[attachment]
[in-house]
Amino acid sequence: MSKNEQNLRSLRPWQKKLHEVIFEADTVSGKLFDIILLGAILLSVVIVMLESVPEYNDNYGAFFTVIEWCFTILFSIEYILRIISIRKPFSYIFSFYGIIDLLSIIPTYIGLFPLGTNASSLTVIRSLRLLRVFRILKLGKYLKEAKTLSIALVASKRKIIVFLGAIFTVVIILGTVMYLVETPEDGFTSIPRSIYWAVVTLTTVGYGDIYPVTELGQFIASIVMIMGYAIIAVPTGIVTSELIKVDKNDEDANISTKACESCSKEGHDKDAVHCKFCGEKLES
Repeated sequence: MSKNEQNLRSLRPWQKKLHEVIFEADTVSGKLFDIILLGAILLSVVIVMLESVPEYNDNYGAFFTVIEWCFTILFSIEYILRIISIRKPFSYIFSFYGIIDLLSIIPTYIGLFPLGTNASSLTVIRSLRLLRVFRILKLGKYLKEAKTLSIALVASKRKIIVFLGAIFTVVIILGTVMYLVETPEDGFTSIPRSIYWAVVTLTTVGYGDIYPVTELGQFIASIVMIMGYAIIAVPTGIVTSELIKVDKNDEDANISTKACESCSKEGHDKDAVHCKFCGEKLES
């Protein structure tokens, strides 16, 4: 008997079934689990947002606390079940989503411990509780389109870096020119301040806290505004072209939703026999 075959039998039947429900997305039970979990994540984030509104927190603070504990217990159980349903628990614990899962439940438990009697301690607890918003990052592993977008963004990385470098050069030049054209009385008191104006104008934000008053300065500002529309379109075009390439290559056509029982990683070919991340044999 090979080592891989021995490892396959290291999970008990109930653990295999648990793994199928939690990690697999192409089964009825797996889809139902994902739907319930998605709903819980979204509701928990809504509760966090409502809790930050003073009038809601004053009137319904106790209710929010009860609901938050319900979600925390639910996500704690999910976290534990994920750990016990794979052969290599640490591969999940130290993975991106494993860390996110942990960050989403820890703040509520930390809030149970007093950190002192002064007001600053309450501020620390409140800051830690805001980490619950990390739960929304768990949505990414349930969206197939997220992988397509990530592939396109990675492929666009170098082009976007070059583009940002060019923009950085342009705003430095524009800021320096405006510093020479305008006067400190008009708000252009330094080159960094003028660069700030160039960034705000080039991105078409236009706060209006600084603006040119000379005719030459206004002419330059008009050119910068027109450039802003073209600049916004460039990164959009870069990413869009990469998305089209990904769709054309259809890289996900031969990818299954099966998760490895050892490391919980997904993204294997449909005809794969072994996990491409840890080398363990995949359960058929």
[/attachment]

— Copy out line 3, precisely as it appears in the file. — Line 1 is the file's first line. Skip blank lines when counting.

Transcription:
Repeated sequence: MSKNEQNLRSLRPWQKKLHEVIFEADTVSGKLFDIILLGAILLSVVIVMLESVPEYNDNYGAFFTVIEWCFTILFSIEYILRIISIRKPFSYIFSFYGIIDLLSIIPTYIGLFPLGTNASSLTVIRSLRLLRVFRILKLGKYLKEAKTLSIALVASKRKIIVFLGAIFTVVIILGTVMYLVETPEDGFTSIPRSIYWAVVTLTTVGYGDIYPVTELGQFIASIVMIMGYAIIAVPTGIVTSELIKVDKNDEDANISTKACESCSKEGHDKDAVHCKFCGEKLES